Flight shaming reaches America as impact grows


In Sweden, where flight shaming began barely a year ago, air travel has dropped 5% as the public think and shift their travel methods.

Its believed to have dropped by 1% across Europe across active working age groups, but in certain age groups – especially those labelled millennials (18-37 years), it’s thought to have dropped around 15%. That’s a serious number.

At the recent world IATA conference in Seoul the subject inevitably came up and airlines felt a bit miffed that they were being blamed for a raft of problems to do with the environment.

A recent editorial by Karen Walker in ATW, probably the most influential aviation publication on the planet, tried to suggest to airlines that they weren’t doing enough to get across what they were doing.

They are trying, I totally agree with her. Biofuels are being used – but in pathetically small quantities, because airports and fuel distribution systems are unwilling to change or too expensive to update.

They are trying to do more when it comes to carbon offsets. But not enough, and despite making the option to contribute available to passengers – under 2% do. Perhaps they should make it compulsory?

They are buying new aircraft, more efficient, quieter, less polluting. But they are looking at doubling their use 50% over the next 15 years so emissions are rising, despite cuts of 15-30% in individual aircraft output.

They still use way too much single use plastic and only HiFly have really experimented with not using them.

The aviation industry does do good. It gives millions of people travel, economic and experience opportunities beyond imagination even 25 years ago. But it still does very little to prove it’s not at huge environmental cost.

That’s the point the flight shamers are trying to get across. And the climate protesters in the UK. Every airline says they’re doing something but what they’re doing is a drop in the ocean, too little too late.

Just to prove how out of touch government is, the UK just published a white paper placing a tax on air fares that will be used to offset a passengers carbon emissions. But its voluntary, and you don’t have to pay it. Airlines already offer these options and people don’t pay them. So while it’s a good idea, its not original and it won’t work. It’s the failure to see that and do something concrete that so frustrates the climate change protesters and the public in general. With the worlds highest Airport Departure Tax, the argument should be that some of that should be used to offset emissions, but that falls on deaf ears.

Now I’ll give airlines like Lufthansa and KLM especially, their full credit. My latest flights to Bucharest via Frankfurt had the amount of Co2 I was responsible for typed very clearly on the ticket and invoices: – Some 73kg to get FRA and 87kg to get from FRA to Bucharest – one way. A typical 2.0L car would produce around 240kg to do the same journey, but takes around two days.

Go by train and that drops massively, to barely 30kg for the whole trip, but again, 2 days.

The reality is aviation is here to stay, but we have top work with it to make things better. Passengers have to pay the offset charges, and be happy doing so, and we need to make airlines aware that when it comes to recyclables and single use plastics, they can do far, far better.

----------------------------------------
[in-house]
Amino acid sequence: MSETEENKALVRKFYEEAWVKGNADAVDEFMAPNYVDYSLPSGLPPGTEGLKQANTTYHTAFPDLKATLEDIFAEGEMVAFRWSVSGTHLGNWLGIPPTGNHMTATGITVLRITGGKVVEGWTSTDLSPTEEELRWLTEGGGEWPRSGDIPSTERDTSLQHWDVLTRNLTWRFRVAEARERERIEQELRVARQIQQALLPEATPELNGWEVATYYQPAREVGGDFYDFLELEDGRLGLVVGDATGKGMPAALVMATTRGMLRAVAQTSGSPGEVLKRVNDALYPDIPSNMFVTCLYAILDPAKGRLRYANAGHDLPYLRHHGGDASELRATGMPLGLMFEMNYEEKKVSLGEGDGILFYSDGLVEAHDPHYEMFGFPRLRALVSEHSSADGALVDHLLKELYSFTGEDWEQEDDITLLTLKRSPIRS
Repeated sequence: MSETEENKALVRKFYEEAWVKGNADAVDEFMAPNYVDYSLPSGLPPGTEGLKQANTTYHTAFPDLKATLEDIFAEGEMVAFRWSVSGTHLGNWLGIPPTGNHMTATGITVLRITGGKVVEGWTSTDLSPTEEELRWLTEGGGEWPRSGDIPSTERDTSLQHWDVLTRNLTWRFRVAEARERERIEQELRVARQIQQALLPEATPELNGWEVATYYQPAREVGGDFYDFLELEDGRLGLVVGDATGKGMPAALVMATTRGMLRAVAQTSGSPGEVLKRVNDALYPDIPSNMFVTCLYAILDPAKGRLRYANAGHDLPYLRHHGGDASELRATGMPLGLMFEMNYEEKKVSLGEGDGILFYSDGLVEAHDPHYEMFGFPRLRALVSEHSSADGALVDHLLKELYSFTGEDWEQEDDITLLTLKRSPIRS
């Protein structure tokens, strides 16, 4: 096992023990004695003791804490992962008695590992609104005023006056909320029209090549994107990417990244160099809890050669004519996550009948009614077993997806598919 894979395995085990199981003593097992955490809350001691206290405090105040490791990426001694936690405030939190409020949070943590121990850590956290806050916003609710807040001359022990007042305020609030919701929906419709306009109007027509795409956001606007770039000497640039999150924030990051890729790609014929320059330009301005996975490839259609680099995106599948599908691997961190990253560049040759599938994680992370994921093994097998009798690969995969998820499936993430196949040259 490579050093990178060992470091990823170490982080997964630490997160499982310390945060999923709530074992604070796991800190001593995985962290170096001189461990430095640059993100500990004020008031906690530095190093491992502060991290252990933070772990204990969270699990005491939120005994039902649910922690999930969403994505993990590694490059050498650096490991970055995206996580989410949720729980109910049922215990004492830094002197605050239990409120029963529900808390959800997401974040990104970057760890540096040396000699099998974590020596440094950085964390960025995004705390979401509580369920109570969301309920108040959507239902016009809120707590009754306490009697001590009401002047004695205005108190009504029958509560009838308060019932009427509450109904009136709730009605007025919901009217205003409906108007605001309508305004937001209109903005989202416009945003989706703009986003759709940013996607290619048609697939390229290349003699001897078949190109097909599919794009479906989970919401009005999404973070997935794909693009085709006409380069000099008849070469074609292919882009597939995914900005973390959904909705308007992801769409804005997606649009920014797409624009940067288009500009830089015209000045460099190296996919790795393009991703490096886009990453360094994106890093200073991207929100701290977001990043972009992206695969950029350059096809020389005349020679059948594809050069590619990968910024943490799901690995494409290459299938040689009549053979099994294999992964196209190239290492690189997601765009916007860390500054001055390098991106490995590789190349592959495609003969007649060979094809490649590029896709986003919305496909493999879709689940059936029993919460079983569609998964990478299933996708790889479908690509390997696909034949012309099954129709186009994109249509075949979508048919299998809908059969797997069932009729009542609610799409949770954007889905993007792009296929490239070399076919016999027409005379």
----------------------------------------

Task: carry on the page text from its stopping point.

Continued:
As the UK heads towards a record high daytime temperature – again – and the US basks in searing heat after severe cold and devastating mid-western floods, California forest fires and Gulf rain storms, Alaska is sat in 90F weather. We know its happening, we can see it and feel it, but working with aviation and getting it to adopt new ideas and policies has to be market driven – or legislated for.

I love aviation, you do, but its not doing enough. No business does until its made to, or it affects its bottom line.

A friend of mine said to me years ago “I don’t care about the future environment, what’s it ever going to do for me when I’m dead?”.

I saw him recently. He now thinks his last days are going to be in a climate purgatory. For the millenials, much of their life and that of their children could be spent in it. That’s why they’re making such a fuss.

It doesn’t mater that they might be wrong, or going about it wrongly, as long as they make us all think. And then act.

Meanwhile, young Americans, through YouTube and other social media are looking to take action, because while old people in government sit and ignore the problems, they’ll be dead when they’re at their worst. School age people will be left to suffer the consequences. Aviation is their target. Its easy its simple and its obvious. And it needs to act before it starts to feel the wrath of its next generation of customers who know that Skype and FaceTime are just as effective and far less damaging.

We can’t and we shouldn’t stop flying. But we must be willing to do our bit to compensate for it.

Full disclosure: 

I spent 30 years working in the auto industry, then aviation, both areas responsible for the way the world is now, improving lives economically but damaging the environment in the process. I have deeply mixed feelings about being partly responsible for the world in which we live, however small. Back then we didn’t see the problem. My experience is THAT NEITHER INDUSTRY WILL DO ANYTHING BECAUSE IT WANTS TO. They have to be made to change, through public pressure and market forces  coupled to government action.

I’m not going to stop flying, but I have stopped driving, and I do care about the industries I worked in and the future of our planet. They need to be compelled to work together for the benefit of all.